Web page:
How much revenue would you expect a founder to generate if he sold jellyfish online?
Andrew: Three messages before we get started.
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Here’s the program.
Hey everyone, my name is Andrew Warner. I’m the founder of Mixergy.com, home of the ambitious upstart, the place where you come to listen to successful entrepreneurs tell you the stories behind their businesses.
How much money would you expect a founder to generate if he sold jellyfish online? Jellyfish. Alex Andon is the founder of Jellyfish Art. He’s here to say that he generated a quarter of a million dollars by selling aquariums with jellyfish. I invited him here to tell you how he did it, including how he got funding through a kick start campaign, how he generated press from the New York Times, NPR and many other outlets without a single dollar of PR spending.
The last part is something that is not especially business related, but I’m kind of curious about: How can you even send anything live in the mail? I want to hear the whole story. I want to learn from his experiences. Alex, welcome, and thanks for sharing it all.
Alex: Thanks for having me, Andrew.
Andrew: So, we’re in October. Actually, we’re at the end of October right now. How much revenue have you generated – forget the first year – how much revenue have you generated right now?
Alex: Last year was our first real year. This year we’ll probably do about half million, or so.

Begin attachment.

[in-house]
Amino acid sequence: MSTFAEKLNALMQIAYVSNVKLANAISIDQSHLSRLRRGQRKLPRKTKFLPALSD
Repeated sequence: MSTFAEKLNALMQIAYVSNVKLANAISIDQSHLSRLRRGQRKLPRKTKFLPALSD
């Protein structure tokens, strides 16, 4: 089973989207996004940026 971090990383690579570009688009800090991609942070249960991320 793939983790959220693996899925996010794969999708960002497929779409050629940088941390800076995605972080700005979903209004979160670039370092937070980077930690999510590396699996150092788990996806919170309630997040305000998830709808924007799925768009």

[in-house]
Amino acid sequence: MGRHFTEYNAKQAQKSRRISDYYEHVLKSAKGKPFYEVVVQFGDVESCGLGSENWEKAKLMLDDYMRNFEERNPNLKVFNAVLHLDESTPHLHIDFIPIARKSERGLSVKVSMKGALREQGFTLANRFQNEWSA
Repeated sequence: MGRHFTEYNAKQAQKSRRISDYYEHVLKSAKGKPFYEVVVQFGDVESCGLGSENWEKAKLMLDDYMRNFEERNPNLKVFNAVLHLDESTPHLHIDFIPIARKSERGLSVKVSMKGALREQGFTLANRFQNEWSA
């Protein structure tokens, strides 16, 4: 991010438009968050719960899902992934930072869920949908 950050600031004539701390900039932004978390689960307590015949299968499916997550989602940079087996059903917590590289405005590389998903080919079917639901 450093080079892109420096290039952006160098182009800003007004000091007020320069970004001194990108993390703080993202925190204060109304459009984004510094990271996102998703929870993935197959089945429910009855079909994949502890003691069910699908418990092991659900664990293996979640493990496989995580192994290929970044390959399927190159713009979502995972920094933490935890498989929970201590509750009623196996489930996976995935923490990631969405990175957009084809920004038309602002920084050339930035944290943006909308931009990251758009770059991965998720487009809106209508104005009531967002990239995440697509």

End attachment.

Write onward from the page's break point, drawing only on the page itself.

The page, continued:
Andrew: Half a million by the end of the year?
Andrew: That includes the Christmas rush and everything else.
Alex: Yeah, yeah.
Andrew: Fair to say that you’re about 350 so far?
Alex: Yeah, yeah.
Alex: A little better than that, yeah.
Andrew: All right. A little bit lower, or a little bit higher?
Alex: Better, better.
Andrew: A little better than that already?
Alex: Yeah, yeah.
Andrew: Oh, wow. So, you might have a killer Christmas then.
Alex: Yeah, yeah. Christmas is always good to us.
Andrew: Hey, tell me about that time you went to play soccer. Let’s start off with that and then we’ll go back in time and figure out how you got here. Do you remember that story?
Alex: Yeah. So, this is when we had first put up the Kickstarter campaign. We knew we had a quirky product, which is the kind of thing that tends to do well on there. People had been buying it already, so we figured we’d do all right. We put the goal at about $3,000 that was our Kickstarter goal. We were 95% sure we could get that. We started off the first couple days of the campaign doing well.
Then my business partner and I head off on a Friday afternoon to go play pick up soccer. We come back and our inboxes are just packed with orders. We’re like, “What is going on?” We had made a few thousand dollars just in that time period that we’d been playing soccer. We start scrambling, trying to figure out why.
We actually falsely attributed it to this Tweet from Jermaine Dupri. He’s this rap artist. I hadn’t heard that name since middle school. He had tweeted about us. We were like, “Oh, man. A famous person Tweets about you; that must be it.”